Selectivity profiling of irreversible EGFR inhibitors using COVALfinder®

Designing selective irreversible inhibitors

Irreversible inhibition involves an initial binding step driven by affinity and a time-dependent inactivation step driven by covalent bond formation1-2. A recent study demonstrated how IC50 inadequately reflects the selectivity profile of the BTK irreversible inhibitors ibrutinib and acalabrutinib. Although acalabrutinib seems to be more selective than ibrutinib when comparing IC50 alone, the assessment of selectivity using efficiency of inactivation (Kinact/KI) ratios corroborate clinical data demonstrating similar safety profiles between the therapies3.

Selectivity profiling of irreversible EGFR inhibitors using COVALfinder®

EGFR is a receptor tyrosine kinase, member of the ErbB family together with HER2, HER3 and HER4. EGFR overexpression is frequent in many types of human malignancies, including non-small cell lung cancer (NSCLC). Afatinib, Dacomitinib and Neratinib are quinazoline based irreversible pan-ErbB drugs. Afatinib and Dacomitinib have been approved for the treatment of EGFR mutated NSCLC and Neratinib for the treatment of HER2-positive breast cancer.

Here we study the selectivity profile of three irreversible EGFR inhibitors using COVALfinder®.

  • The binding profiles for all the irreversible inhibitors showed a slow onset of EGFR, HER2 and HER4 inhibition (representative data for HER2 inactivation by Dacomitinib is shown in Fig.1, A).
  • Each inhibitor with the three kinases tested also displayed the characteristic time-dependent reduction in IC50 due to the formation of the covalent complex over time (Fig.1, C and D).
  • The dependence of kobs on inhibitor concentration displayed a two-step inhibition (Fig.1, B). This behavior is consistent with either slow onset reversible inhibition or irreversible inhibition. However, in all cases the y-intercept was zero, which is only consistent with irreversible binding.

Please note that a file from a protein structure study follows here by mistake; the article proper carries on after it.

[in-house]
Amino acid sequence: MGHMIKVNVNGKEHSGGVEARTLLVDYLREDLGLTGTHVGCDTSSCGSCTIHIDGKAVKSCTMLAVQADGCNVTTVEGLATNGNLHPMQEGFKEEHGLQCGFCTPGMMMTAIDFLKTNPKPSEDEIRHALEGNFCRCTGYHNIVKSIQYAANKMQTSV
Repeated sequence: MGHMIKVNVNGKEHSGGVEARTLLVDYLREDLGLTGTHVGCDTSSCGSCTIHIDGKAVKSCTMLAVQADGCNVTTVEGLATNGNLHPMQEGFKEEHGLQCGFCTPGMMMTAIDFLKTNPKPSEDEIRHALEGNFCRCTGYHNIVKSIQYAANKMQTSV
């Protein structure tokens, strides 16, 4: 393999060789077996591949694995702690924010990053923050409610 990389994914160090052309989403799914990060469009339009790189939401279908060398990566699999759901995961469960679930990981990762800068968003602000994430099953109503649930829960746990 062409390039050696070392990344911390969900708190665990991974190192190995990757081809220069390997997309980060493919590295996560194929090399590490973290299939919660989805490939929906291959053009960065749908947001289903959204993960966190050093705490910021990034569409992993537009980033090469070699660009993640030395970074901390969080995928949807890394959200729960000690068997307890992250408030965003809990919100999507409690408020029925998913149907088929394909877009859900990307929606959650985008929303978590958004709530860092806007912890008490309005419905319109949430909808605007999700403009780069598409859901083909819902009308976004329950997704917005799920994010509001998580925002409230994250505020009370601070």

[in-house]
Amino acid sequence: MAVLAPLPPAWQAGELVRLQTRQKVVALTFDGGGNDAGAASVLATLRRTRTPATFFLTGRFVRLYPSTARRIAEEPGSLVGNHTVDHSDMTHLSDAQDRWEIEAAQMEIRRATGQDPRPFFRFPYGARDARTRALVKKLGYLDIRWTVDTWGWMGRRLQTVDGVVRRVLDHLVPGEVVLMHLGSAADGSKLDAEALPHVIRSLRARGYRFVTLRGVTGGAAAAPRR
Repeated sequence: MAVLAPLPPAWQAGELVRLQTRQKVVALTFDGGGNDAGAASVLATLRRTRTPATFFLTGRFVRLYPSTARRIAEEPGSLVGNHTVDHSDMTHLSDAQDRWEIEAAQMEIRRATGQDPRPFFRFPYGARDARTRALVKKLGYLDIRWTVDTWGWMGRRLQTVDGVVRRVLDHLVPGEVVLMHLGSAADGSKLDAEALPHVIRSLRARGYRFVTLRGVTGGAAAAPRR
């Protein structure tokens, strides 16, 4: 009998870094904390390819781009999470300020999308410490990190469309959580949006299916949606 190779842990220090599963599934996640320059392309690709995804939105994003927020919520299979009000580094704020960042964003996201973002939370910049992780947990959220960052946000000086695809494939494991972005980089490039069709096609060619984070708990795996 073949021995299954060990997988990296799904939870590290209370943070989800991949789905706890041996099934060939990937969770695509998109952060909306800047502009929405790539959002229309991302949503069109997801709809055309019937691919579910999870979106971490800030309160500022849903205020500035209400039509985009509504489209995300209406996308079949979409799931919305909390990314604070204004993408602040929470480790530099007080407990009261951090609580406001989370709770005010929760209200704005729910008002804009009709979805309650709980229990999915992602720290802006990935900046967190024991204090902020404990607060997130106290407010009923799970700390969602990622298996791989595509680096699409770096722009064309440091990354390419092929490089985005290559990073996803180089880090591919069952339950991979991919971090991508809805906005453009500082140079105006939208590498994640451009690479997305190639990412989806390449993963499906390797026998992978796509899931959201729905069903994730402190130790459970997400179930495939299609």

Figure 1. Characterization of the kinetics of HER2 inactivation by the irreversible inhibitor Dacomitinib. (A) Progress curve of HER2 incubated with increasing compound concentrations. (B) Dependence of kobs on Dacomitinib concentration. (C) Dose-response curves over time. (D) IC50 values over time.

Inactivation kinetics profiling is crucial for selectivity assessment

  • If we take into account the IC50 values to calculate the selectivity ratio, all the inhibitors are pan-ErbB drugs.
  • However, using kinact/KI the selectivity profile of Afatinib and Dacomitinib dramatically changes (Table 1).
  • Afatinib and Dacomitinib bind preferentially to EGFR and HER4.
  • Neratinib is a pan-ErbB inhibitor.
  • The covalency quadrant (Fig.2) clearly shows that the selectivity of Afatinib and Dacomitinib towards HER2 is due to a lower affinity (KI) and reactivity (kinact).  
  • These results explain the efficiency of Afatinib and Dacomitinib in the treatment of EGFR mutated NSCLC and the efficiency of Neratinib in HER2-positive breast tumors.
Figure 2. Covalency quadrant scale. Classification of covalent binders by target comparing the rate of covalent bond formation (kinact) against affinity (KI).
Table 1. Kinetic analysis of irreversible inhibition of ErbB family. Calculation of the selectivity ratio is based on the IC50 values reported in the literature and kinact/KI values obtained with COVALfinder® for off-targets relative to EGFR. NA: no data available in the literature. Empty fields indicate that the selectivity ratio cannot be calculated.


  1. Ayah A. et al. (2020) Advances in covalent kinase inhibitors. Chem Soc Rev. 49(9):2617-2687.
  2. Strelow J.M. et al. (2017) A Perspective on the Kinetics of Covalent and Irreversible Inhibition. SLAS Discov. 22(1):3-20.
  3. Hopper M. et al. (2020) Relative Selectivity of Covalent Inhibitors Requires Assessment of Inactivation Kinetics and Cellular Occupancy: A Case Study of Ibrutinib and Acalabrutinib. J Pharmacol Exp Ther. 372(3):331-338.
  4. Engelman J.A. et al. (2007) PF00299804, an irreversible pan-ERBB inhibitor, is effective in lung cancer models with EGFR and ERBB2 mutations that are resistant to gefitinib. Cancer Res. 67(24):11924-32.
  5. Rabindran S.K. et al. (2004) Antitumor activity of HKI-272, an orally active, irreversible inhibitor of the HER-2 tyrosine kinase. Cancer Res. 64(11):3958-65.
  6. Li D. et al. (2008) BIBW2992, an irreversible EGFR/HER2 inhibitor highly effective in preclinical lung cancer models. Oncogene. 27(34):4702-11.